I'm Kinda Glad They Use Cheap Steel in These Kits
I had a motorized bicycle come to me today for repair.
It seems that the owner did some cleaning and lubing of his centrifugal clutch, and when he went to re-install it, he broke the mounting bolt off flush inside of the crankshaft.
The owner was all upset, thinking that he now needs a new engine, or at least a new crankshaft.
I unmounted the engine, center punched a pilot hole and went in with a small drill bit on the drill press. I was amazed how easily that bit drilled thru the broken bolt. Nice, low quality steel, I guess. Did that twice more with progressively larger bits and then went in with a screw extractor. A few taps and the thing un-threaded no problem.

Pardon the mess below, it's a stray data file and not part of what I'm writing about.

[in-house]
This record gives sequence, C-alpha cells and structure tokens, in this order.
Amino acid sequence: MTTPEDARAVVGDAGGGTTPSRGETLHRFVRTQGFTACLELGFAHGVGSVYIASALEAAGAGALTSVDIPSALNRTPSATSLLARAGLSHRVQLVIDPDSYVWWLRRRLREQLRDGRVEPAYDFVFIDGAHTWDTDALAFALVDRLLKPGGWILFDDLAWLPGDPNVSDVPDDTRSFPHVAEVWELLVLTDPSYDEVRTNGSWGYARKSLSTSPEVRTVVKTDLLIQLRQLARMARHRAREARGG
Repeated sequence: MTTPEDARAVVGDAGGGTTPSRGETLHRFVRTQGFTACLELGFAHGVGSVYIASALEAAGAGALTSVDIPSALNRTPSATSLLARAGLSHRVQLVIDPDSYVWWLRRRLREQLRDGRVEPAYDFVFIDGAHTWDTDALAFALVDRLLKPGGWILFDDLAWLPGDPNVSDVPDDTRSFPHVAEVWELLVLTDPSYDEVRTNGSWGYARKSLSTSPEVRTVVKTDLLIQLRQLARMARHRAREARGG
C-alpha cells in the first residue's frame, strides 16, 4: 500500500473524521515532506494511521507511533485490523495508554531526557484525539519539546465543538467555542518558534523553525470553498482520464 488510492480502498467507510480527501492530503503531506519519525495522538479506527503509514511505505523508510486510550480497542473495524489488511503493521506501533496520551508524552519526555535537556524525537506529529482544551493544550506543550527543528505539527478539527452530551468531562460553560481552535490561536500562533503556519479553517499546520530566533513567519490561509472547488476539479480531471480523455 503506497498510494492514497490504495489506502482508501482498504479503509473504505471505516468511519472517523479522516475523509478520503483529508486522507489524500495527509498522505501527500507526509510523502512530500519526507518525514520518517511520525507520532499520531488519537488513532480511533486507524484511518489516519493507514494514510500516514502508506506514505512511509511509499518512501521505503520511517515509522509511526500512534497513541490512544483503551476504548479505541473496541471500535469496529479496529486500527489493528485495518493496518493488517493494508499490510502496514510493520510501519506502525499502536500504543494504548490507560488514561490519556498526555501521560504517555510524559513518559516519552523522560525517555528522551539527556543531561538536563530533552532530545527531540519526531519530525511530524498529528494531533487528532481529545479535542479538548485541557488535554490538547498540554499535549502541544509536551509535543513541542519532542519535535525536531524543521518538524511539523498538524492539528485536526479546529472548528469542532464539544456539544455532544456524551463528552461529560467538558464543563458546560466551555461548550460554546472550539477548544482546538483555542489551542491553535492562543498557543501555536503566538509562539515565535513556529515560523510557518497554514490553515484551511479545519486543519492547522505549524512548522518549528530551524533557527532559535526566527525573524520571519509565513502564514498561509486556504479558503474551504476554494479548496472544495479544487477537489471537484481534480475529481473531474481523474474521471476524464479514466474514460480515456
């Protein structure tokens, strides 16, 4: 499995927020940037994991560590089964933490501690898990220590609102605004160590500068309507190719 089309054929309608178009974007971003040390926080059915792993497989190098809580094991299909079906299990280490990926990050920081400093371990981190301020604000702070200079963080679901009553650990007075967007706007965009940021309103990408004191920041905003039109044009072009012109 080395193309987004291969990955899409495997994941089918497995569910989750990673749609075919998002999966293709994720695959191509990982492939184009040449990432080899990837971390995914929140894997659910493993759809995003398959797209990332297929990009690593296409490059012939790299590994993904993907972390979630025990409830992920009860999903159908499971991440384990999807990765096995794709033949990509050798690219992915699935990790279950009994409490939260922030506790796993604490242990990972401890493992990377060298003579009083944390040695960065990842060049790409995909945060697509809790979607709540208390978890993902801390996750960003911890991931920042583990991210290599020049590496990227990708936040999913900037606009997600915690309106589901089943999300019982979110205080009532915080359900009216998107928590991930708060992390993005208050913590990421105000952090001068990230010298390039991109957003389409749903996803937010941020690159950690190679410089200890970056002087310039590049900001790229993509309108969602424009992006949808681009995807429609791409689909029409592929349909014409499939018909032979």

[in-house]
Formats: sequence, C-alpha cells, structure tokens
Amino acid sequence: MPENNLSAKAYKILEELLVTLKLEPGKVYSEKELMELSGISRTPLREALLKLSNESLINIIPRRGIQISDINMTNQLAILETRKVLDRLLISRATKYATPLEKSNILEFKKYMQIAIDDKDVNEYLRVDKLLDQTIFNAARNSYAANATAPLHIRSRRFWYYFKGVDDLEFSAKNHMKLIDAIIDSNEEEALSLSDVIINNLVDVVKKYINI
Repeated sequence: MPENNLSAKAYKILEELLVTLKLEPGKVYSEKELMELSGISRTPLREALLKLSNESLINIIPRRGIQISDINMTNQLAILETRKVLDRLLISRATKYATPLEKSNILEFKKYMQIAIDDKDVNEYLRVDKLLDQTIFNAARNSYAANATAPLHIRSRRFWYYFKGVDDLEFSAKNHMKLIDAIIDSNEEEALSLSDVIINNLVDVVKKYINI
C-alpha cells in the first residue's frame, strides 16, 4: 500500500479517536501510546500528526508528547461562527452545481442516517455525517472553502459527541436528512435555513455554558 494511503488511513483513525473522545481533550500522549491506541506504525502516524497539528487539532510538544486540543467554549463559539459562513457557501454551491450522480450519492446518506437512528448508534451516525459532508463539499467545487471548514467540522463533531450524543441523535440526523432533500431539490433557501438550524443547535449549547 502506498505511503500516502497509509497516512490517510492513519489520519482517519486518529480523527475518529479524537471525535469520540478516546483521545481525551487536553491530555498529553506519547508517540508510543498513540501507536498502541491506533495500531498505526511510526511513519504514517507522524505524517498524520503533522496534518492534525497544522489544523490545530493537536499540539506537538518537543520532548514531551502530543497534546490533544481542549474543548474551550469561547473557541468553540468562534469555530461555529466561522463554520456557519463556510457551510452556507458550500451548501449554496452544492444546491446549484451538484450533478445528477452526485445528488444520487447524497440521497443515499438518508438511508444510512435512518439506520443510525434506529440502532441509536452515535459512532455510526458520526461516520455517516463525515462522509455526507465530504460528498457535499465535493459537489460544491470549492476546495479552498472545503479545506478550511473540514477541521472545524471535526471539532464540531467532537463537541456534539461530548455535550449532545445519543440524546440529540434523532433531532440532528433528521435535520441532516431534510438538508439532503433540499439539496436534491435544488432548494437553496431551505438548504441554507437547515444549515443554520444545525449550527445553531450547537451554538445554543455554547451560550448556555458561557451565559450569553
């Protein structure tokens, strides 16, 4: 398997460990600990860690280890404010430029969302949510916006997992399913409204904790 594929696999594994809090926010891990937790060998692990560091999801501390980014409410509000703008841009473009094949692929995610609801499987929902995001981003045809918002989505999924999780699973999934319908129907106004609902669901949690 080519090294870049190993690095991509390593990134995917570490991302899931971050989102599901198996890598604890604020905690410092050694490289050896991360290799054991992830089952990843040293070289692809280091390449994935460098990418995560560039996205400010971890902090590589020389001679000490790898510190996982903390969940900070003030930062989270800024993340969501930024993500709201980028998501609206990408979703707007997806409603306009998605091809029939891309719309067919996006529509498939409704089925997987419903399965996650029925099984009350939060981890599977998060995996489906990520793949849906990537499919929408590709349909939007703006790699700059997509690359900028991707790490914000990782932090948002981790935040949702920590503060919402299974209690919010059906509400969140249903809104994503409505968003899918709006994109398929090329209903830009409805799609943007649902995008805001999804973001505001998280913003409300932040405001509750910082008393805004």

The broken piece of bolt had all messed up threads on it
Sent an M8X1.0 tap into the hole and chased and cleaned up the threads, good as new.
It seems that the centrifugal clutch removal tool with the fat end went into the first few threads on the crankshaft and messed them up, so when the guy went to reinstall the clutch, the bolt became cross threaded and snapped inside the crankshaft.
Re-installed everything, put a new bolt onto the centrifugal clutch, and sent the guy on his way very happy.
EDIT: Not glad that the guy had a problem, but glad that the cheap steel made it a breeze to fix everything back to normal.
So if you can, always use the clutch extractor tool with the skinny end, or else machine your fat ended tool into a skinny.
Last edited by rohmell; 10-20-2011 at 04:27 PM.